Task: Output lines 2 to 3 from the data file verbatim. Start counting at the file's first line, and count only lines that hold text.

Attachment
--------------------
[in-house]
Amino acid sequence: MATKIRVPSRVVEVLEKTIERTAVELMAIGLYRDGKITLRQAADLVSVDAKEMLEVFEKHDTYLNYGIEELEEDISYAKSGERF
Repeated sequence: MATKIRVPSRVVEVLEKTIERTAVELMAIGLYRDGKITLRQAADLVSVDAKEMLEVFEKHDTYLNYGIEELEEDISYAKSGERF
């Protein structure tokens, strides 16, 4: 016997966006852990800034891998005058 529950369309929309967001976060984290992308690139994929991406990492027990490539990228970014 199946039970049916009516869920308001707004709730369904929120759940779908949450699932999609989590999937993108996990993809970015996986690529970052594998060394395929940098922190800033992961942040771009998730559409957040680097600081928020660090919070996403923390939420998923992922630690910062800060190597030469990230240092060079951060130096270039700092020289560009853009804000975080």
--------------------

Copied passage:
Amino acid sequence: MATKIRVPSRVVEVLEKTIERTAVELMAIGLYRDGKITLRQAADLVSVDAKEMLEVFEKHDTYLNYGIEELEEDISYAKSGERF
Repeated sequence: MATKIRVPSRVVEVLEKTIERTAVELMAIGLYRDGKITLRQAADLVSVDAKEMLEVFEKHDTYLNYGIEELEEDISYAKSGERF